Enabling Protein Degradation Drug Discovery

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  • Name
    Catalogue Number
    Size
    Price
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  • Name:
    Proteaselect-HEK293_Bio-Rpn11
    Catalogue Number:
    66-5012-001
    Size:
    2-4 x106 cells in 1ml
    Price:
    P.O.A.
    Add To Basket
  • Species
    Human
  • Source
    Embryonic Kidney
  • Quantity
    2-4 x106 cells in 1ml
  • Storage
    cryopreserved
  • Concentration
    2-4 x106 cells in 1ml
  • Formulation
    DMEM high glucose (HG), 10% FBS, 2 mM L-Glutamine, 1x pen/strep
  • Molecular Weight
    Adherent
  • Stability
    P11
  • Protein Sequence
    Epithelial

The ubiquitin–proteasome system (UPS) targets selected proteins for degradation by the 26S proteasome. The initial steps in this pathway generate proteins that are covalently tagged with a polyubiquitin chain that is then recognized by ubiquitin receptors of the 26S proteasome. This is a large complex composed of a 20S catalytic core particle and two 19S regulatory particles (Kok et al., 1993) that catalyse the final step in the pathway. While the 20S particle is composed of a catalytic chamber for protein degradation, collectively the proteins that comprise the 19S particle perform several proteasomal functions that include recognition of ubiquitylated substrates, cleavage of the polyubiquitin chain for ubiquitin recycling, control of access to the 20S proteolytic chamber, and substrate unfolding and subsequent translocation into the 20S core particle for degradation (Boehringer et al., 2012). Mammalian proteasomes are associated with three DUBs: USP14, UCHL5 (UCH37) and Rpn11 (POH1). UCHL5 and USP14 reside on the regulatory particle and remove ubiquitin from the substrate before substrate degradation whereas Rpn11’s activity is delayed until the proteasome is committed to degrading the substrate (Lee et al., 2010). The DUB activity of USP14 is known to be activated by proteasomes.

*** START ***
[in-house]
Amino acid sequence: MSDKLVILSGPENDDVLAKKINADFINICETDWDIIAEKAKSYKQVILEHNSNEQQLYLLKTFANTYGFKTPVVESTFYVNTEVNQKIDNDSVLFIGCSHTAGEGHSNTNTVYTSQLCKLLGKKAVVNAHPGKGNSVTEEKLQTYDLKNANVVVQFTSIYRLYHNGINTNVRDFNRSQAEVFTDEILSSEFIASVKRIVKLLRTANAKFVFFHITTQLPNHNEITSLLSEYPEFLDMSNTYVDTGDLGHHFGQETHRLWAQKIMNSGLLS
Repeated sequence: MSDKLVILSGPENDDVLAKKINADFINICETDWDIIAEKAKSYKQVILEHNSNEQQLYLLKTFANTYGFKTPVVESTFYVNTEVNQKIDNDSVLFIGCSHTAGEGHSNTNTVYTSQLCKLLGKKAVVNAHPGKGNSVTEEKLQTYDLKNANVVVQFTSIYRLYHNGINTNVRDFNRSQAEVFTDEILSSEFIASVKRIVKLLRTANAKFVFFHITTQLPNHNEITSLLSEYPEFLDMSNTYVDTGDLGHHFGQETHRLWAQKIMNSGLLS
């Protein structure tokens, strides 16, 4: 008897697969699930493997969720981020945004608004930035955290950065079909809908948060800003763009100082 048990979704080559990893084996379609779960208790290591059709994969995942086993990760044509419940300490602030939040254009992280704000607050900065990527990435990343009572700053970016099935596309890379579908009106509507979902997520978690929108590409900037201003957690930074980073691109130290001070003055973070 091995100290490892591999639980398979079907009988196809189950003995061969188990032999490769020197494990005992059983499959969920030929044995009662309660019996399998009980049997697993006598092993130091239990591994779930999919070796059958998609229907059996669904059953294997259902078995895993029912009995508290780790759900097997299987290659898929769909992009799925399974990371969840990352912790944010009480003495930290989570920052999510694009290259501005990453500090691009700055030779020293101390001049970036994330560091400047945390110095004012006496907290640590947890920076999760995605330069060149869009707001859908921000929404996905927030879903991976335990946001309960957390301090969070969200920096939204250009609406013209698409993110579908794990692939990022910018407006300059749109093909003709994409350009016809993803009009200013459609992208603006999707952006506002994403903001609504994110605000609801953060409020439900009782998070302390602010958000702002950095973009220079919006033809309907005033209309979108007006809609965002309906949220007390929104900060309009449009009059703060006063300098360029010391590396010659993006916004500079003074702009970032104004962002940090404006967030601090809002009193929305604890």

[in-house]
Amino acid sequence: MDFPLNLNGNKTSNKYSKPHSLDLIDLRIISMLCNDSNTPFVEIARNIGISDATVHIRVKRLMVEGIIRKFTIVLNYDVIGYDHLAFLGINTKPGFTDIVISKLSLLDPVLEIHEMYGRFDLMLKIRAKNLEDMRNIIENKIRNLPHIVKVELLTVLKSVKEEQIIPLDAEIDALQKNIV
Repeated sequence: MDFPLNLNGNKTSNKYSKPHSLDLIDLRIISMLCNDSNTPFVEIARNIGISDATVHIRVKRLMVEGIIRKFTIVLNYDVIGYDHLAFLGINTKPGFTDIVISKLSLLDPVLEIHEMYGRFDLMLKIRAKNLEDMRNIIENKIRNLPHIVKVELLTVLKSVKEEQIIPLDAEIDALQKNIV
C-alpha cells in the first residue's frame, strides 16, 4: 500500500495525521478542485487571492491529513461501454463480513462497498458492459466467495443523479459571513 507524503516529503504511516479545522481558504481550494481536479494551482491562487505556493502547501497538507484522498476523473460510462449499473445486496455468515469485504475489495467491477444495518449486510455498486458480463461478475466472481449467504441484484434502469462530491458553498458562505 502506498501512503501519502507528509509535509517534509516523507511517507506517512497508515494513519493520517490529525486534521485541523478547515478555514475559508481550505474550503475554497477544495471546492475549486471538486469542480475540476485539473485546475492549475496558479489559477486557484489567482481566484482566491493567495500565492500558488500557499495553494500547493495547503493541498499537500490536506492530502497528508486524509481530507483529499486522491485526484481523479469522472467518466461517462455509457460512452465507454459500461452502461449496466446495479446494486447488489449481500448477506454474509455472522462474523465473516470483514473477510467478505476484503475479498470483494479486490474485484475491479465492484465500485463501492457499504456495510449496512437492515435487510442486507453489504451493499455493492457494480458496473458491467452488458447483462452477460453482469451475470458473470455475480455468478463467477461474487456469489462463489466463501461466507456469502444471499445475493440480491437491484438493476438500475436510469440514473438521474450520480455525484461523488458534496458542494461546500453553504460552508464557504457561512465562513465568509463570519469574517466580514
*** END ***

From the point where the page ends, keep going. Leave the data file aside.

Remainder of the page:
To fully understand the function and regulation of the proteasome complex, an important step is to elucidate its subunit composition and posttranslational modifications. Toward this goal, Wang et al. (2007) have developed an affinity purification strategy using a derivative of the HB tag for rapid isolation of the human 26S proteasome complex for subsequent proteomic analysis. The purification of the complex is achieved from a stable HEK293 cell line expressing a HB-tagged (6His/Biotin-tagged) proteasome subunit (hRpn11) and by high-affinity streptavidin binding with TEV cleavage elution. The ‘Biotin-tag’ consists of a Biotin Acceptor Peptide sequence recognised and biotinylated by the enzyme BirA.

References:

Boehringer J, Riedinger C, Paraskevopoulos K, Johnson EO, Lowe ED, Khoudian C, et al. (2012) Structural and functional characterization of Rpn12 identifies residues required for Rpn10 proteasome incorporation. Biochem J 448, 55-65.

Kok K, Hofstra R, Pilz A, van den Berg A, Terpstra P, Buys CH, et al. (1993) A gene in the chromosomal region 3p21 with greatly reduced expression in lung cancer is similar to the gene for ubiquitin-activating enzyme. Proc Natl Acad Sci USA 90, 6071-6075.

Lee BH, Lee MJ, Park S, Oh DC, Elsasser S, Chen PC, et al. (2010) Enhancement of proteasome activity by a small-molecule inhibitor of USP14. Nature 467, 179-184.

Wang X, Chen CF, Baker PR, Chen PL, Kaiser P and Huang L (2007) Mass spectrometric characterization of the affinity-purified human 26S proteasome complex. Biochemistry 46, 3553-3565.